Mutuality - preponderance. God and Man are portrayed as equal partners and make a contract with each other. As far as people are concerned, the need to limit the king (Deuteronomy 17:14-20) and to stipulate the conditions when slaves are to be freed are greatly emphasized.[48]

  Inquisitiveness - traditionalism. The search for novelty involves not only finding new, more suitable land, but it also involves making new, original decisions, for example, a decision is made upon leaving Egypt to go by way of a desert rather than by the lands inhabited by the aggressive Philistines, and therefore, 40 years are spent wandering in the desert before a new generation reaches the Promised Land.

  Sensitiveness - unresponsiveness. God being sensitive to offerings and sacrifices, like those from Noah, for instance; the fortitude of the Jews in the face of hardship during their stay in the desert.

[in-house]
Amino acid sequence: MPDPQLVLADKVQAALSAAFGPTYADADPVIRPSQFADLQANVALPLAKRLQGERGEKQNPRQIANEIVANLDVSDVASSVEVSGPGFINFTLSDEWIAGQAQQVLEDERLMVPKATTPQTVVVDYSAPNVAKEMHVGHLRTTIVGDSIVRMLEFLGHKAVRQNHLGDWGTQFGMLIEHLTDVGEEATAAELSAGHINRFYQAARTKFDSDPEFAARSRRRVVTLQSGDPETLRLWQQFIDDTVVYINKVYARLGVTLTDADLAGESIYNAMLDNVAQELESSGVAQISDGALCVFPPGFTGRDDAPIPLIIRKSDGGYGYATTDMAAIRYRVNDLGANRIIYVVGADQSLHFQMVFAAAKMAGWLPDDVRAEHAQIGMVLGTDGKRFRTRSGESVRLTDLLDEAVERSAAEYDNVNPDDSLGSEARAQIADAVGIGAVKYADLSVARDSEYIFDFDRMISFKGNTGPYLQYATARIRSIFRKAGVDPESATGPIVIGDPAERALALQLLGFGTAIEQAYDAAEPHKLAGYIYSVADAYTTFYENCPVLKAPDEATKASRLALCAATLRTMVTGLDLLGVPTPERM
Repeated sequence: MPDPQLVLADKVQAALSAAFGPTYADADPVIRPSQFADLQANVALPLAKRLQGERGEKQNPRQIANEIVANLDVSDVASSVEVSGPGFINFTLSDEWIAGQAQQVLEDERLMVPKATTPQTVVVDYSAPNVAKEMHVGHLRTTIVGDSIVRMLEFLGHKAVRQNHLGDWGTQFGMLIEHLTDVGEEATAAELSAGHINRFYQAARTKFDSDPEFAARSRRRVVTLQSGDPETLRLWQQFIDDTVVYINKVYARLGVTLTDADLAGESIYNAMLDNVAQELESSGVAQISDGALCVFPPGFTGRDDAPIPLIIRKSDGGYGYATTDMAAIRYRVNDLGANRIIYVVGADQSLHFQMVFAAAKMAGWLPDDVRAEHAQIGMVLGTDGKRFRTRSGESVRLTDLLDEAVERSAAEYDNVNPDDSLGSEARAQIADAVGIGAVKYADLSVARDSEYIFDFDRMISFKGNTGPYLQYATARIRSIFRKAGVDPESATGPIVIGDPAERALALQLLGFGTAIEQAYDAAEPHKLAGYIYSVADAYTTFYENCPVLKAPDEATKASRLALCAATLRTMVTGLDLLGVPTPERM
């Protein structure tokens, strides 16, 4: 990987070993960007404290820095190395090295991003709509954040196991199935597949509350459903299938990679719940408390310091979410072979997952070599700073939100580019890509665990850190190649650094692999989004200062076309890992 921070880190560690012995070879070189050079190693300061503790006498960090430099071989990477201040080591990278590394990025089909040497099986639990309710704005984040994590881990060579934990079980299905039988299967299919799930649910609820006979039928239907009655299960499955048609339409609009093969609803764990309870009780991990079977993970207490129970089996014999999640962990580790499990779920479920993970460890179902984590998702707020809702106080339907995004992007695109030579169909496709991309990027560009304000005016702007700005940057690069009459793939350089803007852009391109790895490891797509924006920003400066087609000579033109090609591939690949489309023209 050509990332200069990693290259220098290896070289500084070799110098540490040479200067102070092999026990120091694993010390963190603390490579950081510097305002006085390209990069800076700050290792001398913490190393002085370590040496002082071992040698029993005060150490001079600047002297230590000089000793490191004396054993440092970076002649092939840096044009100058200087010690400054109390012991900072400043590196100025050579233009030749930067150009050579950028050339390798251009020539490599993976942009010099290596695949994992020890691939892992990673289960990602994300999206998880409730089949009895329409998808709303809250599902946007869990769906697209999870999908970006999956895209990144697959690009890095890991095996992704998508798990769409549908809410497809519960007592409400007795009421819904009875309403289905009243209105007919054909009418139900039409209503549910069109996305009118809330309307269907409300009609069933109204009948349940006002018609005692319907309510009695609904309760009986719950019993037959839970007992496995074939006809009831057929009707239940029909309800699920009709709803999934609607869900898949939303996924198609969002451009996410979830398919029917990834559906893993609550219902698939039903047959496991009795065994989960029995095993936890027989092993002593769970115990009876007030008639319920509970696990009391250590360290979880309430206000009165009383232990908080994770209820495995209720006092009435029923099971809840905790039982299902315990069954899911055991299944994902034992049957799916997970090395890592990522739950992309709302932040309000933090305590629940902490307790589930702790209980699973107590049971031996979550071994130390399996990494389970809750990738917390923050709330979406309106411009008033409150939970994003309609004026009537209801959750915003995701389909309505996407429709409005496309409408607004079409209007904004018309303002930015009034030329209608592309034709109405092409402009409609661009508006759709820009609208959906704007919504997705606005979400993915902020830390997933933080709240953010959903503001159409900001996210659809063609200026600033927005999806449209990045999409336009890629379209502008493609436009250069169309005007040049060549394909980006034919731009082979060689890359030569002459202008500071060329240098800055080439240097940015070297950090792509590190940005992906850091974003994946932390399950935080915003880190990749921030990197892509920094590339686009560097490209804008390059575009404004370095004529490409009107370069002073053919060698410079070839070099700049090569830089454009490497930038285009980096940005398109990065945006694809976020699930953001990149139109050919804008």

Repetitiveness - monotonousness. The world evolves in a monotonous way for the most part, except during certain periods, like the flood or the destruction of Sodom and Gomorrah.

  Reversibility - irreversibility. The destruction of something is followed by the creation of auspicious conditions for its revival, like the flood and the tradition of atonement on the day of Yom Kippur for sins previously committed.

  Jumpiness - smoothness. Preferring jumpiness to a smooth and slow life in one place, for instance, the  migration to Egypt during the famine and the quick exodus from Egypt

  Mobility - immobility. A constant struggle on the part of the Jews to change their status in the world.